When the procession of disciples and pilgrims offers garlands to Sri Aurobindo and the Mother on August 15, it is to the vision and power of supramental creation at work amidst us that the offering is done and in that gesture lies the seed of man’s birth into integral Godhead. Hence the birthday of Sri Aurobindo is the supreme festival of progressive humanity, the portent which the Asura dreads most and would strive most to nullify. It gives to the occasion of India’s celebration of her Independence and to the strange occurrence of this date at more than one critical juncture of modern history their ultimate world-significance.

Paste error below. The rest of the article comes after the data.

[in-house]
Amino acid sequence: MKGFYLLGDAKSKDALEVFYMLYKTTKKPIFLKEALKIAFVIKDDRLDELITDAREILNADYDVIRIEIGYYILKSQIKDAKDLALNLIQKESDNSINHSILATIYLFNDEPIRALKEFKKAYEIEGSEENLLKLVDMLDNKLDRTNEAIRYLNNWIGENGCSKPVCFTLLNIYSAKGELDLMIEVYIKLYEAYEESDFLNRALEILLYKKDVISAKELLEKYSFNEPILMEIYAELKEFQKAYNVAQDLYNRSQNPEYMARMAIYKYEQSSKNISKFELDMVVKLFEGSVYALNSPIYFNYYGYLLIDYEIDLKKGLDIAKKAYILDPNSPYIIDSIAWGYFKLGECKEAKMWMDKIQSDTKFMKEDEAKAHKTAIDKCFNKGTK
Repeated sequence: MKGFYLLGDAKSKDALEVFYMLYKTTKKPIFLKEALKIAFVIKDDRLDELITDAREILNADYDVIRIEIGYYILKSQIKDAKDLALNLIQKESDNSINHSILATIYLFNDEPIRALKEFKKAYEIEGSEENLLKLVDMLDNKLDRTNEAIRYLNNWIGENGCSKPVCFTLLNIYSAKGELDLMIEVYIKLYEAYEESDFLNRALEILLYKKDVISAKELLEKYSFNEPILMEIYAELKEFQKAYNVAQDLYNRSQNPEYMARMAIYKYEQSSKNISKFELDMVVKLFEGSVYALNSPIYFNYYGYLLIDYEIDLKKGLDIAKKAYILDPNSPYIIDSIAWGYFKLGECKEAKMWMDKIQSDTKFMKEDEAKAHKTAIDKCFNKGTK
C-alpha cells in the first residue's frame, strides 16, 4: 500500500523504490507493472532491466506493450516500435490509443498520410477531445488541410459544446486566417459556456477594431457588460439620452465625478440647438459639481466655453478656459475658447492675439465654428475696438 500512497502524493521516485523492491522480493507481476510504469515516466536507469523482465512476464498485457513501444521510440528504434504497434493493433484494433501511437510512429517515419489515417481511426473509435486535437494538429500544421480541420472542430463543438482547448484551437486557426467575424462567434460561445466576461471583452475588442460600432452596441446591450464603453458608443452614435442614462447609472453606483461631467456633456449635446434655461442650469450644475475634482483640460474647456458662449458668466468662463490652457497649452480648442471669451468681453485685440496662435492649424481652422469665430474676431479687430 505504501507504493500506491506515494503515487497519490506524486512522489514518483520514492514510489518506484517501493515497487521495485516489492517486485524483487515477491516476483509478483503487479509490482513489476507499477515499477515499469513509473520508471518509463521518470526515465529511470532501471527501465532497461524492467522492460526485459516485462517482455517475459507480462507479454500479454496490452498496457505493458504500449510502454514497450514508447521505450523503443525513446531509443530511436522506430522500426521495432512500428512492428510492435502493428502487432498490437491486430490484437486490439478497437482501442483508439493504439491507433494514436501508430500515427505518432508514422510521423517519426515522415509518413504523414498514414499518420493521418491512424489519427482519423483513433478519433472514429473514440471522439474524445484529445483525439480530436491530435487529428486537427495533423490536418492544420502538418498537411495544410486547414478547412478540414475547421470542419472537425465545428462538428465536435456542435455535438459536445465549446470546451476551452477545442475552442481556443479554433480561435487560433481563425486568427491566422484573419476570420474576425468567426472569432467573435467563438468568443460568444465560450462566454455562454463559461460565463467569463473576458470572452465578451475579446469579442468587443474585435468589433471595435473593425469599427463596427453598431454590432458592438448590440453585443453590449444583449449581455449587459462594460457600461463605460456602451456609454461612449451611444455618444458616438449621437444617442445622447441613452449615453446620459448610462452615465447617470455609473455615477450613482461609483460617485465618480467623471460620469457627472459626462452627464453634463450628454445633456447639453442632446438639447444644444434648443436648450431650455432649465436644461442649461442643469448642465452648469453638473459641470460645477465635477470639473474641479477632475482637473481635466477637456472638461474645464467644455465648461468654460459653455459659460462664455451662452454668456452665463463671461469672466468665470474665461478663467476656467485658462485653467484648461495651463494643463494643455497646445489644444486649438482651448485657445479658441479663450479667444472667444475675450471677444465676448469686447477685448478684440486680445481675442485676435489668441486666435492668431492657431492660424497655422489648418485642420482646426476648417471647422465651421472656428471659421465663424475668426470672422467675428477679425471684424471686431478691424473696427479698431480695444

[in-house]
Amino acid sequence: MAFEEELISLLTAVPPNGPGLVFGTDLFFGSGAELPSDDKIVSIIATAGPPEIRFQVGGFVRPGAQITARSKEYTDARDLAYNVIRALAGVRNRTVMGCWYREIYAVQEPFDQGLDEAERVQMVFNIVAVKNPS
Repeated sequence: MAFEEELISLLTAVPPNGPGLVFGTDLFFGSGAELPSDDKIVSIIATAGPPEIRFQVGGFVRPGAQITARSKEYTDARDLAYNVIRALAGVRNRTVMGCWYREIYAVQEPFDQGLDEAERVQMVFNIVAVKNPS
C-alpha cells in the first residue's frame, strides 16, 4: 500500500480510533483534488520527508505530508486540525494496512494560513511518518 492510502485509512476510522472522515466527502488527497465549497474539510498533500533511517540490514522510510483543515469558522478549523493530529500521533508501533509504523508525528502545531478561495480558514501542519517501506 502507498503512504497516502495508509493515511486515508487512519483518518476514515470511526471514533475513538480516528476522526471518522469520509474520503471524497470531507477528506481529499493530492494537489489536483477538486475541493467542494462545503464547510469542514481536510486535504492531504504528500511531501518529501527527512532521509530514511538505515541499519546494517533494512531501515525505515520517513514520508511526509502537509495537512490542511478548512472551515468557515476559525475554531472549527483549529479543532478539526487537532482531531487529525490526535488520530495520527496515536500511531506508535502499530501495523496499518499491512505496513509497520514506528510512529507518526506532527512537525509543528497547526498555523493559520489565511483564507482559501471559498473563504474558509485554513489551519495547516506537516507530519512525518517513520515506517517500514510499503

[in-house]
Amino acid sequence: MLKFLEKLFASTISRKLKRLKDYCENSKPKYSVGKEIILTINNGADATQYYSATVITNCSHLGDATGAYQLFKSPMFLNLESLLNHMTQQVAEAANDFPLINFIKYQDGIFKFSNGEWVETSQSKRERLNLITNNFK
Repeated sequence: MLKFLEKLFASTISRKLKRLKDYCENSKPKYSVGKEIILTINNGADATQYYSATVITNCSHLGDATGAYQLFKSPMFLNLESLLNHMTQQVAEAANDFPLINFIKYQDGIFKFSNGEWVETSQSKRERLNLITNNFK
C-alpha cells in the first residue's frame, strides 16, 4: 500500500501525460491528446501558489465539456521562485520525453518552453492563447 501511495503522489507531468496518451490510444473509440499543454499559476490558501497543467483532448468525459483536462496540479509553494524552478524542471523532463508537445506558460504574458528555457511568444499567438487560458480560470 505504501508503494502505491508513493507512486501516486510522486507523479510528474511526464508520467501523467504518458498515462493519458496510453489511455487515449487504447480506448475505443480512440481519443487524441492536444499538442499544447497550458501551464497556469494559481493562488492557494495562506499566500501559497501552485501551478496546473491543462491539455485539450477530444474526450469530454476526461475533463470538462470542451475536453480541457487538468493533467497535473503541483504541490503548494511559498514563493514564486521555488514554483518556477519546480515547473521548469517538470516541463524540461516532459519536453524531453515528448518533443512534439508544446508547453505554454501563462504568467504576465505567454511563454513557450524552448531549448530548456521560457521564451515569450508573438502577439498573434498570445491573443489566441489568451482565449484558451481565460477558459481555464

K.D. Sethna

[Amal Kiran (K.D.Sethna)]

Amal Kiran (K.D.Sethna)

(K.D.Sethna (Amal Kiran) was a well-known poet and the editor of the monthly journal Mother India. He has written a large number of books and articles on a wide range of topics. He came to the Sri Aurobindo Ashram when he was 23 and passed away in 2011 at the age of 106.)